If you have been putting off having a Will or Power of Attorney prepared or need your estate planning documents reviewed, we can help.
Making a Will
A Will is a legal document directing how you want your estate managed after you die. It needs to make your wishes clear, avoid confusion and be legally binding. Your Will should set out how your property will be divided amongst your beneficiaries and appoint one or more executors. Your executors have the legal and administrative task of sorting out your assets and debts, following the terms of your Will, and finalising your affairs.
There is no short answer when it comes to preparing your Will. It depends on your assets, your personal circumstances, your beneficiaries, and the effect that their inheritance may have on them. In some cases, a testamentary trust can sidestep potential taxation problems, or protect vulnerable beneficiaries who may be incapable or at risk of managing their inheritance. We can explain the potential benefits of a testamentary trust and provide specific advice for your situation to help you make an informed decision.
You can nominate anyone as a beneficiary and distribute your assets in any way you like, however, if you do not provide for certain family members and dependents, your Will may be contested by an ‘eligible’ person. We can provide tailored advice in this regard.
Wills after separation or divorce
It is important to review and update your Will when your family and financial circumstances change, particularly when you separate from your spouse or de facto partner. You may need to revise who is included in your Will, or if there has been a property settlement, what assets will be available for distribution after you die. Receiving legal advice about the effect that a separation or divorce has on an existing Will ensures that your testamentary wishes can be reflected in your new estate plan.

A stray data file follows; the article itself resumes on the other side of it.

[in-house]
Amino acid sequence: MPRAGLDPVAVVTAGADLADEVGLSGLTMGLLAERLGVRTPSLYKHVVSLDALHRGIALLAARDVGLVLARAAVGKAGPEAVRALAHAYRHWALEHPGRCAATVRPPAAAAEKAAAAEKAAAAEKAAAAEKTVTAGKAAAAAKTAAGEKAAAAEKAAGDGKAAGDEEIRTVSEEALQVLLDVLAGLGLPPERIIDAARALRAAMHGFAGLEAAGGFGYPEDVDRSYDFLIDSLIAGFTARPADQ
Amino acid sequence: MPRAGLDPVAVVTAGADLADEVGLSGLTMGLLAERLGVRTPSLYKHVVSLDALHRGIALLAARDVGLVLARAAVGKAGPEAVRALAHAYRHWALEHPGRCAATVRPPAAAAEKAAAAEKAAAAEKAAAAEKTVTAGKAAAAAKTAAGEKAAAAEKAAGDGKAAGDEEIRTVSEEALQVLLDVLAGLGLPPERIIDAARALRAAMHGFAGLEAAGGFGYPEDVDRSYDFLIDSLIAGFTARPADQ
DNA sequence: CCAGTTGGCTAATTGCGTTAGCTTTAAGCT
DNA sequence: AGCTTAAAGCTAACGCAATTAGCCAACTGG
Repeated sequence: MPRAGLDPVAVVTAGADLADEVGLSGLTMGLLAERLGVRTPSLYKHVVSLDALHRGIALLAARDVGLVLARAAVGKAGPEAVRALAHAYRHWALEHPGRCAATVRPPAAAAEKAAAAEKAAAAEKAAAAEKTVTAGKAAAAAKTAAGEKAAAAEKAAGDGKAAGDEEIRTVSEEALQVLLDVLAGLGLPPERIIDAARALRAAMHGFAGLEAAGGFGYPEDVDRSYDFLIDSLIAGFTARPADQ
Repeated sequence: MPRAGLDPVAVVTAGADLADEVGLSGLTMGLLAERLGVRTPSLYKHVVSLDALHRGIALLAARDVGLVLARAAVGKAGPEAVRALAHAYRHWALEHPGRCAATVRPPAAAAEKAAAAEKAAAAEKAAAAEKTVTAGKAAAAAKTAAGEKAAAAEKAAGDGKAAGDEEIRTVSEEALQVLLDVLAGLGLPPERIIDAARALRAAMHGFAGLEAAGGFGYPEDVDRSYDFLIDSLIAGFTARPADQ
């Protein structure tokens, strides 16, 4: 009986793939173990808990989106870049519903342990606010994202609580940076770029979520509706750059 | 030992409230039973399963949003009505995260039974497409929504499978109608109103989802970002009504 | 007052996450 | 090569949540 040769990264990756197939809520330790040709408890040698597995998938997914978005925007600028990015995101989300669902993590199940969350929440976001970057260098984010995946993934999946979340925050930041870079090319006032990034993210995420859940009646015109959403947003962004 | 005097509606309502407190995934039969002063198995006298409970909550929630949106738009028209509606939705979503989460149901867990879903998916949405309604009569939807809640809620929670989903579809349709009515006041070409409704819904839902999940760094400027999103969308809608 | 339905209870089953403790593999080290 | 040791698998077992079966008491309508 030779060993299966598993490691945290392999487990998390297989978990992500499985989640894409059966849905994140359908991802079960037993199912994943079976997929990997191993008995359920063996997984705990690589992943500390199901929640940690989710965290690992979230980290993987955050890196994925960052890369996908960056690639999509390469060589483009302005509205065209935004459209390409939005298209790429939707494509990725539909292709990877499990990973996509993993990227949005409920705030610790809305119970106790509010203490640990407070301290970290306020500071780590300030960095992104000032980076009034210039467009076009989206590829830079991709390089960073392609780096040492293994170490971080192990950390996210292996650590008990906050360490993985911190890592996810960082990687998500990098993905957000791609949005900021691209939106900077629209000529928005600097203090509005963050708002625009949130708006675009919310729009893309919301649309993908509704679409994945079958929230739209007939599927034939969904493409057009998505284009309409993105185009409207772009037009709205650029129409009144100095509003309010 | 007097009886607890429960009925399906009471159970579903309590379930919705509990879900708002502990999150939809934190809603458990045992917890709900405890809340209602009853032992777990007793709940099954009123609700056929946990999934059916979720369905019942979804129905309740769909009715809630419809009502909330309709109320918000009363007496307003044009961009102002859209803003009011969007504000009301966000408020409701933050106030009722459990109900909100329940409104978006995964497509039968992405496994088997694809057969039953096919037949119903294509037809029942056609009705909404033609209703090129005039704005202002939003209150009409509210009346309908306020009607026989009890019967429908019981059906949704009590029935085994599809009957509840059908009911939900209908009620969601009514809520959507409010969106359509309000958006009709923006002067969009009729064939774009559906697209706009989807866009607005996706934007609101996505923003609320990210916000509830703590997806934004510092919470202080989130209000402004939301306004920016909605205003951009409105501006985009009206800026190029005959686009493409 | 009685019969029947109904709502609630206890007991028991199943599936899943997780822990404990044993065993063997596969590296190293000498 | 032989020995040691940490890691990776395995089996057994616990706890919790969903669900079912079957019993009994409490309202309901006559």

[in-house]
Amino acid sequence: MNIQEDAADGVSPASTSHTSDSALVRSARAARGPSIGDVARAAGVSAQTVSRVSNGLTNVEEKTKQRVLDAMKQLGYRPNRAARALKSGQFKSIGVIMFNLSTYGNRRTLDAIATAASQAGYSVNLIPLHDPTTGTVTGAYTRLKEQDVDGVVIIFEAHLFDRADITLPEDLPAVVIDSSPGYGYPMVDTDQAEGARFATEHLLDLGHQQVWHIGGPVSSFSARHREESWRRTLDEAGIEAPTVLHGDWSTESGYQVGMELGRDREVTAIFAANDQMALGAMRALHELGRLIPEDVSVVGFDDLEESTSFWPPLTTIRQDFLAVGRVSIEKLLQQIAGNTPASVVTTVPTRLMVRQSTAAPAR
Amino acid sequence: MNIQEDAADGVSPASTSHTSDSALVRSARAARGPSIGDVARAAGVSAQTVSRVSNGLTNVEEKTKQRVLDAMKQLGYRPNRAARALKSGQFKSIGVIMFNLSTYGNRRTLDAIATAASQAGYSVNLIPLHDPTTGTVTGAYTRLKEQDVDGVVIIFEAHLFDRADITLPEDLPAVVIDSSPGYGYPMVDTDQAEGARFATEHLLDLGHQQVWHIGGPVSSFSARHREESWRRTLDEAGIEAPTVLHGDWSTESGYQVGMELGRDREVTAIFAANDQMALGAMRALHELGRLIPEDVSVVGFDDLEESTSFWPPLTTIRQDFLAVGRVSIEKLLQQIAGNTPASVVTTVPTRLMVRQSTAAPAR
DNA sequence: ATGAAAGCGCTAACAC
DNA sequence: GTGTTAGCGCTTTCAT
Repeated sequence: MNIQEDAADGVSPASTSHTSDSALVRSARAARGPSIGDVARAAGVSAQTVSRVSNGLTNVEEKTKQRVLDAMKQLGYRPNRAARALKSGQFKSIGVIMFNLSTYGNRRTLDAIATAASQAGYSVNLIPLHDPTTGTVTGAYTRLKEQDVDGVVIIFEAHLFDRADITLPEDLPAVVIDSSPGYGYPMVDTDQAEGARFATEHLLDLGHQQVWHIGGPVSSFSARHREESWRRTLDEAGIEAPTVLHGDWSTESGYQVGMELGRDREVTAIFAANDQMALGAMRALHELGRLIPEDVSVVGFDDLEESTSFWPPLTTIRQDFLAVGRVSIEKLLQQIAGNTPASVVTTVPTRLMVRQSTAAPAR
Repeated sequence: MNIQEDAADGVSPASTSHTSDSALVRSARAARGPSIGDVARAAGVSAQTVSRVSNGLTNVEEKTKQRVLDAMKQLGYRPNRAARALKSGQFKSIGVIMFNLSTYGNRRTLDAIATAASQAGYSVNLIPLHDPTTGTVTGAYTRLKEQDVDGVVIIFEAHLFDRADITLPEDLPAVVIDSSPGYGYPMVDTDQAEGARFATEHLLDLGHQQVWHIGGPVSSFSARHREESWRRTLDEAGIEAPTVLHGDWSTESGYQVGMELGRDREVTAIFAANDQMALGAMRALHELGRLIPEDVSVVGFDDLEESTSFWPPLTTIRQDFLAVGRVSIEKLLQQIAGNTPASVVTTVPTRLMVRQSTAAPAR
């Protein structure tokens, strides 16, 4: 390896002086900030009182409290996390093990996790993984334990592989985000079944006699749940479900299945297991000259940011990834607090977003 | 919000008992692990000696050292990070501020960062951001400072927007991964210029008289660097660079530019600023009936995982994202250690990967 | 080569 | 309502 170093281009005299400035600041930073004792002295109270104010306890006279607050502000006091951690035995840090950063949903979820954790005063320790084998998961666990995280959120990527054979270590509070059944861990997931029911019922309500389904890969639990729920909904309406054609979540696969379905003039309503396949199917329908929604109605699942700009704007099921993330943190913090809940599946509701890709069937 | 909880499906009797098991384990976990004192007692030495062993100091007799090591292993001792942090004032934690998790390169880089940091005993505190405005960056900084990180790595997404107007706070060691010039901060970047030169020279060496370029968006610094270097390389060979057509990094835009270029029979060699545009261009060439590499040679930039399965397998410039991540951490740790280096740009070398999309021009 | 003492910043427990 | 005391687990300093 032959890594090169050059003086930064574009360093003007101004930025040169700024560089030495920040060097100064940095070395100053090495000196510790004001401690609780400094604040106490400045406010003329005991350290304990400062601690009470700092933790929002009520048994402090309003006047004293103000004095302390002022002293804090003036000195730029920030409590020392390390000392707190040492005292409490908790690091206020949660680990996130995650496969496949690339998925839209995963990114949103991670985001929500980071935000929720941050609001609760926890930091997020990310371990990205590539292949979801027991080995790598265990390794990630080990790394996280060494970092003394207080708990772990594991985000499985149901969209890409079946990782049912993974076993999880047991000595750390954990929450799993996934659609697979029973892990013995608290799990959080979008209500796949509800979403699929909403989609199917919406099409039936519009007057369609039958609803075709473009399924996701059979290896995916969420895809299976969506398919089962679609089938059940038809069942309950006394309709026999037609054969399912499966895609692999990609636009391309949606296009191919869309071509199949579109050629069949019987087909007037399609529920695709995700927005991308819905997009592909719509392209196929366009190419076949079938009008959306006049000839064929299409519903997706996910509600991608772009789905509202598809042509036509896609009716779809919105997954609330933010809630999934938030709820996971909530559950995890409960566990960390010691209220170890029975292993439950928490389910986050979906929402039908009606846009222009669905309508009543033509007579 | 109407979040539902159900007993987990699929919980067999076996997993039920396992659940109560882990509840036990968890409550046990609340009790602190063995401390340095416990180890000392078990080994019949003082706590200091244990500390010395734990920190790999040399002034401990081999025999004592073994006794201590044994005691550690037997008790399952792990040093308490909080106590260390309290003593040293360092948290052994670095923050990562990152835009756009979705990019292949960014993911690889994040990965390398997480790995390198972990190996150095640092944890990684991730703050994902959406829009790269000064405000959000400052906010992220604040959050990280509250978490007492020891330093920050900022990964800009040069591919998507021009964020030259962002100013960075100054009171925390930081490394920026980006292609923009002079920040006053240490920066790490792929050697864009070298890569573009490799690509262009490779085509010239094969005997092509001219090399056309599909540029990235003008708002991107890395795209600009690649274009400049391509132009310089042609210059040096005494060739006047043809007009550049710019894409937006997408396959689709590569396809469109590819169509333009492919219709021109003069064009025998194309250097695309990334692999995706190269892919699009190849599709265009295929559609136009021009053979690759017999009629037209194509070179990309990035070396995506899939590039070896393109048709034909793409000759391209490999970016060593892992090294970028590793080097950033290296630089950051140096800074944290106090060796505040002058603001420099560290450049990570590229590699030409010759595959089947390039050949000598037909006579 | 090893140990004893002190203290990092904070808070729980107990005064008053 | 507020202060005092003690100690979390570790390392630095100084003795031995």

What happens if I die without a Will?
Dying without a Will is referred to as dying intestate. If this happens, your estate is distributed in accordance with a statutory formula. The rules of intestacy provide for a specific order of distribution to your next of kin. While these rules are generally designed to reflect society’s expectations as to who should benefit from your estate, they may not reflect a person’s real wishes, intentions, or unique circumstances.
If you die without a Will, there is little opportunity to assess the likely tax implications on your beneficiaries’ inheritances and plan accordingly, nor utilise the benefits of a trust to help protect vulnerable beneficiaries.
Dying without a Will also means that your next of kin will usually have to apply to the court for letters of administration before dealing with your estate, resulting in additional work, stress and costs.
Powers of Attorney and Enduring Powers of Attorney
A power of attorney is a legal document that allows you (the principal) to appoint someone you trust (your attorney) to act on your behalf in certain matters. It is not possible to make a power of attorney on behalf of someone else. The principal, who must have the necessary mental capacity at the time, is the only person who can appoint an attorney and determine their scope of power.
In Victoria, there are three types of powers of attorney that are suited to different situations:
- non-enduring (general) powers of attorney
- enduring powers of attorney (for financial, legal and/or personal decisions)
- supportive powers of attorney (for help with decisions)
An enduring power of attorney enables your attorney to make decisions about personal matters or financial matters, or both. It remains valid even if you become incapacitated. The terms of the power of attorney will determine when the attorney’s authority is to start and the scope of authority. For instance, the power may be limited to personal matters (such as where you will live) but not financial matters (such as where your money is invested). A principal may appoint more than one attorney and require the attorneys to work together to make significant decisions.
Even if an attorney has the authority to make personal decisions, they cannot make medical treatment decisions unless they are also appointed as a ‘medical treatment decision maker’.
The non-enduring and supportive power of attorney documents continue until they are either revoked by the principal or the principal loses the capacity to make legal decisions for himself/herself.
Having a power of attorney or enduring power of attorney in place can provide peace of mind for you and your family. We can explain the various options for structuring these documents so you can decide which type of appointment best suits your needs.